Today, CRM software works across a wide range of functions. The software should be able to handle ticketing, marketing, CRM, loyalty, frequent-flyer and membership schemes, as well as fundraising and donation management, event planning, room and equipment scheduling, merchandise and retail sales tools. It can also interface with accounting, planning and hospitality tools.
Most leading suppliers recognise the importance of meeting most of the needs to ‘join-up-the-tools’ for arts organisations around a ‘truth’, encompassing all the customer touch-points in one system.
More detail on selecting ticketing systems can be found on AMAculturehive.
Cost and investment
What will a CRM system cost? The answer isn’t straightforward. It all depends on fitness-for-purpose, volume and value of sales, just what you will have to pay for, and whether you can manage a capital or revenue purchase. Cost is often highest in the minds of many arts organisations when considering an appropriate CRM/ticketing system, but there quite simply isn’t an inexpensive system that will offer the necessary functionality.
Do your research across several system suppliers and work out the cost of ownership over a three-to-five-year period. This is the best time period to test comparative cost-effectiveness, five years being about the most frequent change cycle arts organisations are able to handle for a mission-critical tool.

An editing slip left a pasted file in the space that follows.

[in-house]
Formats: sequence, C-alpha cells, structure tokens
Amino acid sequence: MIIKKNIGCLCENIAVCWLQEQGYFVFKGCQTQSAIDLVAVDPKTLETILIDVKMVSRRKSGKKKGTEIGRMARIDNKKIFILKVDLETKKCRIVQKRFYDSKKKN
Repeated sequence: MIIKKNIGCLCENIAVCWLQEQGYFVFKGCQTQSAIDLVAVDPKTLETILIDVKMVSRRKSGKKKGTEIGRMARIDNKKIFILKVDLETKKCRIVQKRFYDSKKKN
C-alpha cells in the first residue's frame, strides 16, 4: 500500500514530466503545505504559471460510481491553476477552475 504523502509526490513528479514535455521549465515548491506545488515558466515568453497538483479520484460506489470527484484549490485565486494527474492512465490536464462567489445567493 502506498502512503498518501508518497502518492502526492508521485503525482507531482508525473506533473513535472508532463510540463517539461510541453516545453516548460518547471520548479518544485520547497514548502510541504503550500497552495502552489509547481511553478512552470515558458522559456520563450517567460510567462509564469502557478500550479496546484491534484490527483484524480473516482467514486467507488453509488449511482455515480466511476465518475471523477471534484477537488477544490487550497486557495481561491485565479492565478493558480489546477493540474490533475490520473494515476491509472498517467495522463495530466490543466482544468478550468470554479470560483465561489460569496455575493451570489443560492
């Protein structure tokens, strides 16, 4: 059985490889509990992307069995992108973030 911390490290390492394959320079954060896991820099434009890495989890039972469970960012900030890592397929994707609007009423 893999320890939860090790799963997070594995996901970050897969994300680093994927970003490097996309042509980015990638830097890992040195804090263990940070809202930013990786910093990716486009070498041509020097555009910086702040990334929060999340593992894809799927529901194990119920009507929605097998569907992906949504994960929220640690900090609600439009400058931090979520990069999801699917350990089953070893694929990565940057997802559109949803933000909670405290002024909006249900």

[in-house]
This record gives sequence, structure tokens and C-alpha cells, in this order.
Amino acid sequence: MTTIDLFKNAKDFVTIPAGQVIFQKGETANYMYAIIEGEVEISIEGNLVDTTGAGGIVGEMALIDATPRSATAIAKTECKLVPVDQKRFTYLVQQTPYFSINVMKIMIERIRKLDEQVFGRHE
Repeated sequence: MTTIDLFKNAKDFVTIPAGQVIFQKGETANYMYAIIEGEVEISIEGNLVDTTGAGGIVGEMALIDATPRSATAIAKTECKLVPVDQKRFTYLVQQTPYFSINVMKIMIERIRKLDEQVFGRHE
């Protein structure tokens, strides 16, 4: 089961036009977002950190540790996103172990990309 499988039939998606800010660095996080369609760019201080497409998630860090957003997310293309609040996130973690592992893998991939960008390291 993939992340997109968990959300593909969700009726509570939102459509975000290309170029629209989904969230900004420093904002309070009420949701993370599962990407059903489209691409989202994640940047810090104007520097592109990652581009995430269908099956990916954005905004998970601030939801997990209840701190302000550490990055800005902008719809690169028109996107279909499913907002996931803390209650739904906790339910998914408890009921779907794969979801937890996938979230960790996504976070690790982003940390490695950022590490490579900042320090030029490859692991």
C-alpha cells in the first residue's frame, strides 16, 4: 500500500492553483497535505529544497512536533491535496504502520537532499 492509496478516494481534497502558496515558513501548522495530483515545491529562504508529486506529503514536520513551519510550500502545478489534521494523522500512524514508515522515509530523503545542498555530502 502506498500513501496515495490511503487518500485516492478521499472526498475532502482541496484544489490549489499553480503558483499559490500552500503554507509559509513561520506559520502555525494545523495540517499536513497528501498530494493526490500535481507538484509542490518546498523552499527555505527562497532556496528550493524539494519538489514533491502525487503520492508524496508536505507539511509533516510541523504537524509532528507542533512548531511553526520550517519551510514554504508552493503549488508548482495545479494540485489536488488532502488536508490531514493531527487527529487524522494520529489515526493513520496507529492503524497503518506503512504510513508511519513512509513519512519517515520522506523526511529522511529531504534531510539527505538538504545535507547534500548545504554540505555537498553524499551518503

This becomes especially important when looking at systems that charge on the basis of a commission on the value of sales. 2 to 3% can sound like a low percentage but you need to be clear about what constitutes a sale. For more, see my article on costs on AMAculturehive.
Implementing the strategy
So how can you tap into this huge versatility on offer in today’s systems? Never underestimate or short-circuit the implementation process. Allow the time to properly configure your system, train staff across the organisation and redefine business processes. Map out detailed discovery sessions with your system supplier and spend time mapping out customer journeys to show just how each audience group interacts (or might interact) across multiple touch-points.
Create a core CRM team consisting of representatives from different areas of the business where the needs and concerns of colleagues are addressed. Develop a training and data policy that shows staff the value of adopting and applying the strategic initiatives, and an organisational rule book or benchmark to work to.
For more information, see my AMAculturehive article on implementation.
A key factor for success is embracing CRM as a strategic function that is led from the top and not seen as purely a marketing function. Being clear about the end-game and the cultural change that will be needed is important in ensuring the technology is used effectively. CRM isn’t a quick fix: the process requires a fundamental change to the way strategies are planned, budgeted, communicated and monitored. CRM has to become a way of life.